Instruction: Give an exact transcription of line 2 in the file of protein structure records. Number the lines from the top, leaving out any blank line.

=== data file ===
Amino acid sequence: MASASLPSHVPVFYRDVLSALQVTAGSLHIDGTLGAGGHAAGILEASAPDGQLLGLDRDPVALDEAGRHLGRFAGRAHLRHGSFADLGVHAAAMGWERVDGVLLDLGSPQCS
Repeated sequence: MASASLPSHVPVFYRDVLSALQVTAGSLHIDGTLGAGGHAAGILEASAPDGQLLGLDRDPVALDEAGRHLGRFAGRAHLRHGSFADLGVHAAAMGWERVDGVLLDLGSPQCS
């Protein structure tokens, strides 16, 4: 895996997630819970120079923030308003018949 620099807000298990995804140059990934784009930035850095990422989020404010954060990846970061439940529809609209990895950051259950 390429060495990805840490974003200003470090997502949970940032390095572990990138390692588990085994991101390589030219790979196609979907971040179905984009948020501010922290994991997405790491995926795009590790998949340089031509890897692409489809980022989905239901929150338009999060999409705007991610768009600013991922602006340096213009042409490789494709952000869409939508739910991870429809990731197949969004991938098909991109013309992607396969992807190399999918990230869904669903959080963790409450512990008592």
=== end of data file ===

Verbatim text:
Repeated sequence: MASASLPSHVPVFYRDVLSALQVTAGSLHIDGTLGAGGHAAGILEASAPDGQLLGLDRDPVALDEAGRHLGRFAGRAHLRHGSFADLGVHAAAMGWERVDGVLLDLGSPQCS